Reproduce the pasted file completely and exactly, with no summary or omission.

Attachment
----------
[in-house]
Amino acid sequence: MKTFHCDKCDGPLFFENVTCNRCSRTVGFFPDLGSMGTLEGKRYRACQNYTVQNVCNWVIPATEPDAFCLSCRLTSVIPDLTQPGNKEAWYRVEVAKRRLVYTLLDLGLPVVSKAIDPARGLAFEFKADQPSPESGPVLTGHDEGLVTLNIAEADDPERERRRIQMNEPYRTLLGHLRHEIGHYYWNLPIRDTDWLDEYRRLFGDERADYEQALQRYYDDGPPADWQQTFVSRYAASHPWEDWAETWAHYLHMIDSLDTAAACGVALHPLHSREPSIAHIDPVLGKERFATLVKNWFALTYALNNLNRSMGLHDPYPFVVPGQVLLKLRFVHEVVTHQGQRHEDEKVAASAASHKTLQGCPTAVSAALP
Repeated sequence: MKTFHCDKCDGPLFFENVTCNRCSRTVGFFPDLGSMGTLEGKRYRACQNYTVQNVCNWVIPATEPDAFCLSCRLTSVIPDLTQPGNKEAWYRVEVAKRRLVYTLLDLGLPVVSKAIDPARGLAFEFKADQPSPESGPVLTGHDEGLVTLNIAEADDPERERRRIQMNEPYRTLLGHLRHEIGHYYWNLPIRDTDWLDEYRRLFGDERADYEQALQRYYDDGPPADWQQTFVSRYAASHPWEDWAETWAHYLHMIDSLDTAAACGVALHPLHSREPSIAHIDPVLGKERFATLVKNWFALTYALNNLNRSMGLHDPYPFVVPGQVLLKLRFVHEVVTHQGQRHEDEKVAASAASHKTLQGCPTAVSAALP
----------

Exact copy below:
[in-house]
Amino acid sequence: MKTFHCDKCDGPLFFENVTCNRCSRTVGFFPDLGSMGTLEGKRYRACQNYTVQNVCNWVIPATEPDAFCLSCRLTSVIPDLTQPGNKEAWYRVEVAKRRLVYTLLDLGLPVVSKAIDPARGLAFEFKADQPSPESGPVLTGHDEGLVTLNIAEADDPERERRRIQMNEPYRTLLGHLRHEIGHYYWNLPIRDTDWLDEYRRLFGDERADYEQALQRYYDDGPPADWQQTFVSRYAASHPWEDWAETWAHYLHMIDSLDTAAACGVALHPLHSREPSIAHIDPVLGKERFATLVKNWFALTYALNNLNRSMGLHDPYPFVVPGQVLLKLRFVHEVVTHQGQRHEDEKVAASAASHKTLQGCPTAVSAALP
Repeated sequence: MKTFHCDKCDGPLFFENVTCNRCSRTVGFFPDLGSMGTLEGKRYRACQNYTVQNVCNWVIPATEPDAFCLSCRLTSVIPDLTQPGNKEAWYRVEVAKRRLVYTLLDLGLPVVSKAIDPARGLAFEFKADQPSPESGPVLTGHDEGLVTLNIAEADDPERERRRIQMNEPYRTLLGHLRHEIGHYYWNLPIRDTDWLDEYRRLFGDERADYEQALQRYYDDGPPADWQQTFVSRYAASHPWEDWAETWAHYLHMIDSLDTAAACGVALHPLHSREPSIAHIDPVLGKERFATLVKNWFALTYALNNLNRSMGLHDPYPFVVPGQVLLKLRFVHEVVTHQGQRHEDEKVAASAASHKTLQGCPTAVSAALP